The Target Credit Card Hack And What You Can Do To Protect Yourself
It has been reported that Target Corporation was another victim of a data breach that possible exposed up to 40 million customer’s credit data. The breach occurred between Black Friday and December 15th, 2013 and was focused around the data sent through Target’s systems from the card readers.
Now the full report and exposure level of this breach is not yet known, Target is getting some extra help by the United States Secret Service with their investigation, so right now all customers should assume the worst. What can you do? First people need to understand what can happen from the Target data breach. I am basing the following on the information that is current out there at the time that I am writing this post that the data compromised was the data stored on the magnetic strips of the credit and debit cards. The data on that strip is everything a hacker would need to create a copy of your card and begin using it without restriction. It’s the same concept as people using card skimmers, gathering that strip data, only here the database(s) that housed that data or the communications lines that were used to transmit that data were accessed and 40 million strips were accessed.
The stolen data includes customer names, credit and debit card numbers, card expiration dates and the three-digit security codes on the backs of cards. The data breach did not affect online purchases. Assume that all the pieces of information required to copy your card is in the hands of the hackers. There are some simple things that you can do now to protect your checking account from getting drained or your credit cards racking up big charges damaging your credit. The primary action is to cut off your card(s) from your accounts.
- Call your bank(s), tell them that you used the card(s) at Target during the reported breach and request new cards. Your bank then will cancel that card’s number and if they are good will put a flag on it if that number is ever attempted to be used and report it to the authorities. 3 to 7 business days later you get a new card with fresh numbers. If you bank even thinks about charging you any kind of a fee for this, switch banks.
- Watch your accounts for any charges or activity you did not do. If you see something unusual call your bank immediately to get a new card and protect your account. Contact Target that your information was used post-breach to let them know the data stolen is being used 866-852-8680.
- Spend some money, usually it’s about $20 to $25 a month, and get a credit watch service to keep an eye on your credit reports for any odd activity, attempts to open new credit cards in your name or usually shifts in your credit score. If you do this I would recommend locking the service down that you will be contacted for any new accounts, even if you opened it yourself. It adds one more layer of security and prevents surprises. I personally have used EnhancedITP (Identity Theft Protection) service in the past and I was very satisfied with the reporting and protection.
At the end of the day Target joins the list of reasons to why our electronic payment systems need a complete overhaul. Don’t get me wrong, this may not be Target’s fault. A big corporation like Target doesn’t do all the processing 100% in-house, they use services like everyone else, the breach may have been with a 3rd party business Target works with but then again it could be a failure in a Target owned process. It really doesn’t matter at this point, the data is in the open, who cares how it got out there right now. Protecting yourself is all that matters.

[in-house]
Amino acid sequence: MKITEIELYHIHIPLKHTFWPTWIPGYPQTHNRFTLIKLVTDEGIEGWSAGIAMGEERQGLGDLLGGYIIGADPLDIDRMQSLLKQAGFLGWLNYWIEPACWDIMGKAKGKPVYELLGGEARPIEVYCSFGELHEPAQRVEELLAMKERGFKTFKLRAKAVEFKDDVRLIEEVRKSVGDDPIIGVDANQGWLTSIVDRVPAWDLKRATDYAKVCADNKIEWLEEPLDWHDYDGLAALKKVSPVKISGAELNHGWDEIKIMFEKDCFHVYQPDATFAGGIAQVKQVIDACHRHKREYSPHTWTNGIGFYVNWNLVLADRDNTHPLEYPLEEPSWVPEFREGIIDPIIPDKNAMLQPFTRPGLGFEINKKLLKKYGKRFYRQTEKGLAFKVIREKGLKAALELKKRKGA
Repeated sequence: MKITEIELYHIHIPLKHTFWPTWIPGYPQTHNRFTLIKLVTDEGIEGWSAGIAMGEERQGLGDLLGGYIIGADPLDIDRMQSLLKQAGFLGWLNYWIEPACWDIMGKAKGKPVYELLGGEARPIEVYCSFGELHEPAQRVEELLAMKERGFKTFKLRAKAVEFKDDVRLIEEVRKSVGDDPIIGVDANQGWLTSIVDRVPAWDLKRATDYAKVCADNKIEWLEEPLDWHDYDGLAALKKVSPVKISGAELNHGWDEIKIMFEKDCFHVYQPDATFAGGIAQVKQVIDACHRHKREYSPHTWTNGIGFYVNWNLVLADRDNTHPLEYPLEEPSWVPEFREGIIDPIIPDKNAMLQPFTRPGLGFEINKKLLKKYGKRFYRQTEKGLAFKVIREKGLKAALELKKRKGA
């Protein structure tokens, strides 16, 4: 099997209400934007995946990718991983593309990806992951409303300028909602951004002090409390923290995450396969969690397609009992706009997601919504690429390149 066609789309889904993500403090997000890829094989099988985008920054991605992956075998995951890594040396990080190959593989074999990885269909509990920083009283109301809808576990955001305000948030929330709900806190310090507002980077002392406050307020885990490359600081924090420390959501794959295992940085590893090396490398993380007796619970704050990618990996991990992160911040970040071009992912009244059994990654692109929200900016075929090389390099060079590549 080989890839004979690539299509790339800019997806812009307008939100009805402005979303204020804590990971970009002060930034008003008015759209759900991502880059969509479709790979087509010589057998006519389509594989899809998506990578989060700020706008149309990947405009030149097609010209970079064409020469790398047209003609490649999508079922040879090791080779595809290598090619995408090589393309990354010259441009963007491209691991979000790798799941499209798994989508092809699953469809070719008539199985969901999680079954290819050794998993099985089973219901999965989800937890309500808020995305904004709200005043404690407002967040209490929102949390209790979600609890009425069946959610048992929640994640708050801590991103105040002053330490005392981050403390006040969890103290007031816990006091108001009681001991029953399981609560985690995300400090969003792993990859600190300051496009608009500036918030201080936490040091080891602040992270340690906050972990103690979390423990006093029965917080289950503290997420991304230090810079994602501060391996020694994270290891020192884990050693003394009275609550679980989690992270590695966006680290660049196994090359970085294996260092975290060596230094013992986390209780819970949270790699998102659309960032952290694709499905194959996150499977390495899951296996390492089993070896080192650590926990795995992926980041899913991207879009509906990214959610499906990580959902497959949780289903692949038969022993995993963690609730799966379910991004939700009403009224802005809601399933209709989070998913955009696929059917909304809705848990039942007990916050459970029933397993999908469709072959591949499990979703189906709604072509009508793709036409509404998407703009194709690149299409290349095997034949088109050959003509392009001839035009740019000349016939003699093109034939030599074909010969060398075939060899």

In the point of sale systems today there is no required identity verification at the time of payment, no required multi factor authorizations for online purchases, no laws to ID everyone for a credit card use. It comes down to the retailers discretion. All you need is a card, a number and a smile and 9.9 times out of 10 you will not be asked to prove you are the owner of a card and/or authorized to use a card. I even have the words SEE ID written in big black ink in my signature line to get people to ask me for it and most still don’t. Target stores never, ever do and that’s a huge pet peeve of mine being an IT security expert, but other big retailers also never check me out. I work tirelessly to protect data systems I work with in my career and yet my own personal data, financial livelihood, and protection of my identity is not a priority to retailers.
Hopefully the more breaches of this magnitude occur the right people will finally push to overhaul the process and fix it. Yes, changes will add ‘inconveniences’ to the users to have to verify themselves but if it stops a random thief from using any card that is not their own, don’t you think that’s worth the extra 30 seconds? If you don’t like it, go back to paying with cash then.
In the electronic world we live in this is reality. Unfortunately, the systems and security advancements are not keeping up with the adoption and expansion of fast, easy use. Now 40 million cards’ critical information are floating out there somewhere, on the black market to the highest bidder, to be used for millions of dollars of fraud and theft. Why? Because all you need is the number and a smile, the undertrained, undisciplined companies will do the rest. It’s your card, your money, your responsibility to watch it, don’t rely or assume everyone that takes your credit card numbers are protecting them the same way.